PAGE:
Bioconservative John Howard calling me a transhumanist "deep down" or in my "heart of hearts" or "unbeknownst to myself" or "in the closet" or whatever is, frankly, stupid and just plain flabbergastingly ignorant given how much time I've devoted to the critique of transhumanism and its fellow-travelers. Handwaving away all my interventions and analyses of transhumanism's pernicious hyperbolizing and anti-democratizing effects as utter irrelevancies says to most readers, I hope, much more about the assumptions or psychological dynamics driving Howard's bioconservative framing of the technodevelopmental terrain than it does about me.

21 comments:

Martin said...

Didn't a physicist post a scathing critique of nanotechnology on this blog not too long ago? I, too, found myself becoming increasingly skeptical, or at least pessimistic, about biotechnology during my graduate studies in molecular biology. Transhumanists should take into serious consideration the fact that experts in the relevant fields tend to be far more skeptical than they are. It was one reason why I drifted away from the transhumanist community a few years ago. While my sympathies still strongly ally with their dreams and aspirations, I don't think the radical technological restructuring of humanity that they desire will happen anywhere close to the timescales that they predict. It certainly won't happen within our lifetimes (your best hope is for sufficiently advanced cryopreservation in 40 or 50 years).

Aubrey de Grey is a classic example. How many times has he missed the mark, now? He's a computer guy by trade, and he's making predictions about the progress of SENS that no actual biomedical researcher agrees with. And when his predictions are wrong, he blames lack of funding. Well, it's not just that. There is a large component of randomness in research. Although on a global-wide, statistical level, scientific progress appears smooth (and exponential), it actually happens in fits and spurts at the local level (the level of individual research programs).

It is no coincidence that IT/computer folks overpopulate the transhumanist community. Infotech is progressing rapidly and exponentially, which gives them a biased view of how sicence works in general. Not all science works that way.

BTW, in a few years, we are going to hit the limits of current transistor technology. After 50 years, Moore's Law will end. That will be the conclusion of one long spurt. Then there will be another spurt, some other technological paradigm, then another plateau, and so on. That's how technoscientific progress actually works.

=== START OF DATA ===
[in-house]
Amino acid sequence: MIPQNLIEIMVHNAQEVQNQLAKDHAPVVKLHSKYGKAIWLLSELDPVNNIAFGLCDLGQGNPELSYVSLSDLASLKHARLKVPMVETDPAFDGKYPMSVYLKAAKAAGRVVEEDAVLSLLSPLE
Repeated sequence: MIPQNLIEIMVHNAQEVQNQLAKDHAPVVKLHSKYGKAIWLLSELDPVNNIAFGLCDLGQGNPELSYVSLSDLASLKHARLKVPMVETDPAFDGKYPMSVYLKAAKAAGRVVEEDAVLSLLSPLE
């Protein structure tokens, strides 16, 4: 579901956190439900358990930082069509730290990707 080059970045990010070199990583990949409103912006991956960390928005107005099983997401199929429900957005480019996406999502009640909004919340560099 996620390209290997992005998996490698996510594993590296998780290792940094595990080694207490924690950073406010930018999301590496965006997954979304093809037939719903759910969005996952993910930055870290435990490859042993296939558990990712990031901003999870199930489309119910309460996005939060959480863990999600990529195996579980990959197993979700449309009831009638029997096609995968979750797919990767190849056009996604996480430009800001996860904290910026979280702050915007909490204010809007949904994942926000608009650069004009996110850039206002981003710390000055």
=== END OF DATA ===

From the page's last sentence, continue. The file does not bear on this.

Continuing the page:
I think my position is close to yours, Dale. I look forward to technological progress, but I wouldn't call myself a transhumanist. That's an extreme position. A zealous over-optimism about the power of technology.

Martin said...

I would also like to add that one of the things that I'm most certain about is that there will be trade offs to all of our technology. There always have been, and there always will be. So don't expect utopia anytime soon.

John Howard said...

I am enthusiastic about individual informed nonduressed consensual recourse to, as well as disinterest in, particular medical techniques, whether normalizing or not, whether old-fashioned or emerging, however they are actually wanted, whenever they are well regulated and reasonably safe, and especially to the extent that progressives can make them universally available and struggle to make the risks, costs, and benefits of their development fair.

Uhh, so does that include germline genetic engineering? I suppose it doesn't, since consent is impossible with germline GE (and not in the sense that consent is always duressed, but in the sense that the person that is affected by it doesn't consent to it).

This is a perfectly mainstream-legible progressive position as far as I can see.

Do you feel that germline GE (and same-sex conception) are mainstream progressive positions? If so, progressives are pretty surruptitious about it.

Dale Carrico said...

consent is impossible with germline GE... in the sense that the person that is affected by it doesn't consent to it

If you're talking about the fetus, I fear you've just illegalized conception altogether, haven't you, then?

Do you feel that germline GE (and same-sex conception) are mainstream progressive positions?

I think support of informed, nonduressed consensual recourse to wanted, well regulated, universally available, fairly developed, wanted therapies is a perfectly mainstream progressive position.

There is, of course, no same-sex conception to actually support in the actual world. Pay close attention to what is actually being supported and disapproved of through the conjuration of the spectacle of not-yet existing technique, by fear-mongering bioconservatives or by hype-whomping transhumanists.

As for me, I expect that fraudulently promoted, unsafe, deregulated for-profit, dangerously developed, prohibitively expensive versions of such therapies would not be supported by mainstream progressive opinion (and rightly so), while scientifically warranted, reasonably safe, well regulated, transparently developed, fairly available therapies would indeed be supported by mainstream progressive opinion (and rightly so).